Vertically Resolved Magma Ocean-protoatmosphere Evolution: H2, H2O, CO2, CH4, CO, O2, and N2 As Primary Absorbers

Schematic of the coupled interior–atmosphere model framework. (A) Magma ocean domain with dominant processes and nominal direction of energy fluxes. (B) Computational model internal communication. Arrow directions show information exchange. Boundary conditions for the interior sub-module are the temperature at the core–mantle boundary TCMB, and the net heat loss to space FMO = Fatm, which is computed by the atmosphere sub-module. The interior code computes the boundary conditions for the atmosphere: the surface temperature Tsurf, and the surface partial pressure from volatile outgassing pisurf. During late-stage cooling, the net heat loss of the planet is controlled by the heat flux in the near-surface (conductive) lithosphere (F lithos). In this case, Tsurf is computed by equilibrating lithospheric and atmospheric heat fluxes. The atmospheric profile is constructed iteratively according to the adiabatic lapse rate and the atmospheric heating rate from radiative transfer. The top-of-atmosphere boundary is the stellar flux at present time and orbit of the planet.

The earliest atmospheres of rocky planets originate from extensive volatile release during magma ocean epochs that occur during assembly of the planet.

These establish the initial distribution of the major volatile elements between different chemical reservoirs that subsequently evolve via geological cycles. Current theoretical techniques are limited in exploring the anticipated range of compositional and thermal scenarios of early planetary evolution, even though these are of prime importance to aid astronomical inferences on the environmental context and geological history of extrasolar planets. Here, we present a coupled numerical framework that links an evolutionary, vertically-resolved model of the planetary silicate mantle with a radiative-convective model of the atmosphere.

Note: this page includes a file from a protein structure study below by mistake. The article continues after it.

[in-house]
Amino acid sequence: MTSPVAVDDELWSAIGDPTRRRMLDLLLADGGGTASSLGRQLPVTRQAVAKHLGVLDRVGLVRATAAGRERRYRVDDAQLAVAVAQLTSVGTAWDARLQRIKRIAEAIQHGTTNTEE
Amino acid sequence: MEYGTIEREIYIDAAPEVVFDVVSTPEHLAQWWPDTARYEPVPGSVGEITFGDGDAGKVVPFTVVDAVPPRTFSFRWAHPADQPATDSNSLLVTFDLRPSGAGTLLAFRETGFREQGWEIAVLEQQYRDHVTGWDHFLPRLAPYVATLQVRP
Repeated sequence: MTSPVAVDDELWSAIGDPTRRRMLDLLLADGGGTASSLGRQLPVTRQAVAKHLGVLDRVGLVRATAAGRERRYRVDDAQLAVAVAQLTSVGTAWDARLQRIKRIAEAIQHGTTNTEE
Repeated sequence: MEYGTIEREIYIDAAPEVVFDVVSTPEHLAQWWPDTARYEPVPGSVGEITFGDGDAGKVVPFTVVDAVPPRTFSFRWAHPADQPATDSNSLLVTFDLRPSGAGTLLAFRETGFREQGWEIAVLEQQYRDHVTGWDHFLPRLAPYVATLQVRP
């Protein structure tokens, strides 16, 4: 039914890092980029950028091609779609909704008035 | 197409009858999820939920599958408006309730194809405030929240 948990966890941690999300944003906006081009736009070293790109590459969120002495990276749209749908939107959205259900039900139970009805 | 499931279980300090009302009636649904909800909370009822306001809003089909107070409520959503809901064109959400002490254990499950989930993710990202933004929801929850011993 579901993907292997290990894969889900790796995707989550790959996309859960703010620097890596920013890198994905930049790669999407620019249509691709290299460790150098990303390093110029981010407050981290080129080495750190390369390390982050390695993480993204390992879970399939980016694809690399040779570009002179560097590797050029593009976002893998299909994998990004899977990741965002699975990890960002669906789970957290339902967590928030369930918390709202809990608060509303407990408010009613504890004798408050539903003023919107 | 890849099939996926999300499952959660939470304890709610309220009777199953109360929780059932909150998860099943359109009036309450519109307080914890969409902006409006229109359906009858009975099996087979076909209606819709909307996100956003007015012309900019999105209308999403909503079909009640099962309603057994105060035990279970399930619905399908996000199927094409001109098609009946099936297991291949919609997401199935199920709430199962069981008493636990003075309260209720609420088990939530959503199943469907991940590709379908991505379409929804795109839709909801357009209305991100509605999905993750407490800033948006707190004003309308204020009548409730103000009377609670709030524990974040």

Using this method we investigate the early evolution of idealized Earth-sized rocky planets with end-member, clear-sky atmospheres dominated by either H2, H2O, CO2, CH4, CO, O2, or N2. We find central metrics of early planetary evolution, such as energy gradient, sequence of mantle solidification, surface pressure, or vertical stratification of the atmosphere, to be intimately controlled by the dominant volatile and outgassing history of the planet.

Thermal sequences fall into three general classes with increasing cooling timescale: CO, N2, and O2 with minimal effect, H2O, CO2, and CH4 with intermediate influence, and H2 with several orders of magnitude increase in solidification time and atmosphere vertical stratification. Our numerical experiments exemplify the capabilities of the presented modeling framework and link the interior and atmospheric evolution of rocky exoplanets with multi-wavelength astronomical observations.

Tim Lichtenberg, Dan J. Bower, Mark Hammond, Ryan Boukrouche, Patrick Sanan, Shang-Min Tsai, Raymond T. Pierrehumbert

Comments: Accepted for publication in JGR Planets; 23 pages, 10 figures; summaries available at this https URL (blog) and this http URL (video)
Subjects: Earth and Planetary Astrophysics (astro-ph.EP); Atmospheric and Oceanic Physics (; Geophysics (physics.geo-ph)
Journal reference: Journal of Geophysical Research: Planets (2021), Exoplanets: The Nexus of Astronomy and Geoscience
DOI: 10.1029/2020JE006711
Cite as: arXiv:2101.10991 [astro-ph.EP] (or arXiv:2101.10991v1 [astro-ph.EP] for this version)
Submission history
From: Tim Lichtenberg
[v1] Tue, 26 Jan 2021 18:41:10 UTC (2,486 KB)

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